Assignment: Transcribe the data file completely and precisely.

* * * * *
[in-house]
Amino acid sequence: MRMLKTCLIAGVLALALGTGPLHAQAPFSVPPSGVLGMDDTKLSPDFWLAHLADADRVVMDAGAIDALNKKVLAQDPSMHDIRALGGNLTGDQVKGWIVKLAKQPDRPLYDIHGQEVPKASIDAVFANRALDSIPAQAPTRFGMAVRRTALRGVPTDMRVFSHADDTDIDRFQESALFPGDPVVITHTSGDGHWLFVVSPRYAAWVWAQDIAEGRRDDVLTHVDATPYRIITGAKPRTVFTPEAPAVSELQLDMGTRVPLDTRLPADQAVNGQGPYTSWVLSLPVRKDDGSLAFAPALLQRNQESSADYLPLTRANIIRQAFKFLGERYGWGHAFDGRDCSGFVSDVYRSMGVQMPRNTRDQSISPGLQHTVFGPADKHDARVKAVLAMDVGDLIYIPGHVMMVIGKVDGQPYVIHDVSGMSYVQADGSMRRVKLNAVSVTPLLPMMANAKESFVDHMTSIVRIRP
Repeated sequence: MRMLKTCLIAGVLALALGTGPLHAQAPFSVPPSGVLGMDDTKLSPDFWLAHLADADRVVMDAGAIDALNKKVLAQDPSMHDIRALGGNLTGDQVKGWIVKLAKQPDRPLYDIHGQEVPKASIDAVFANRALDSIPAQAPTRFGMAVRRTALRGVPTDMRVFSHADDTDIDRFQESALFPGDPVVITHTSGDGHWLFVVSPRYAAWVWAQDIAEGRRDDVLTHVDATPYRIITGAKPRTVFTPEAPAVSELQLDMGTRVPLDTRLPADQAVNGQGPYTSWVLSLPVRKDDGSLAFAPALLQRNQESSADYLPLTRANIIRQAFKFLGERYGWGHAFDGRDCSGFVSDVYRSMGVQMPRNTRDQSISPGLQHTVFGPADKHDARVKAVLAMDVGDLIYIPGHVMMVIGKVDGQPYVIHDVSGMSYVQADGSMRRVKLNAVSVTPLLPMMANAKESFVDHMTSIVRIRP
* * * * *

[in-house]
Amino acid sequence: MRMLKTCLIAGVLALALGTGPLHAQAPFSVPPSGVLGMDDTKLSPDFWLAHLADADRVVMDAGAIDALNKKVLAQDPSMHDIRALGGNLTGDQVKGWIVKLAKQPDRPLYDIHGQEVPKASIDAVFANRALDSIPAQAPTRFGMAVRRTALRGVPTDMRVFSHADDTDIDRFQESALFPGDPVVITHTSGDGHWLFVVSPRYAAWVWAQDIAEGRRDDVLTHVDATPYRIITGAKPRTVFTPEAPAVSELQLDMGTRVPLDTRLPADQAVNGQGPYTSWVLSLPVRKDDGSLAFAPALLQRNQESSADYLPLTRANIIRQAFKFLGERYGWGHAFDGRDCSGFVSDVYRSMGVQMPRNTRDQSISPGLQHTVFGPADKHDARVKAVLAMDVGDLIYIPGHVMMVIGKVDGQPYVIHDVSGMSYVQADGSMRRVKLNAVSVTPLLPMMANAKESFVDHMTSIVRIRP
Repeated sequence: MRMLKTCLIAGVLALALGTGPLHAQAPFSVPPSGVLGMDDTKLSPDFWLAHLADADRVVMDAGAIDALNKKVLAQDPSMHDIRALGGNLTGDQVKGWIVKLAKQPDRPLYDIHGQEVPKASIDAVFANRALDSIPAQAPTRFGMAVRRTALRGVPTDMRVFSHADDTDIDRFQESALFPGDPVVITHTSGDGHWLFVVSPRYAAWVWAQDIAEGRRDDVLTHVDATPYRIITGAKPRTVFTPEAPAVSELQLDMGTRVPLDTRLPADQAVNGQGPYTSWVLSLPVRKDDGSLAFAPALLQRNQESSADYLPLTRANIIRQAFKFLGERYGWGHAFDGRDCSGFVSDVYRSMGVQMPRNTRDQSISPGLQHTVFGPADKHDARVKAVLAMDVGDLIYIPGHVMMVIGKVDGQPYVIHDVSGMSYVQADGSMRRVKLNAVSVTPLLPMMANAKESFVDHMTSIVRIRP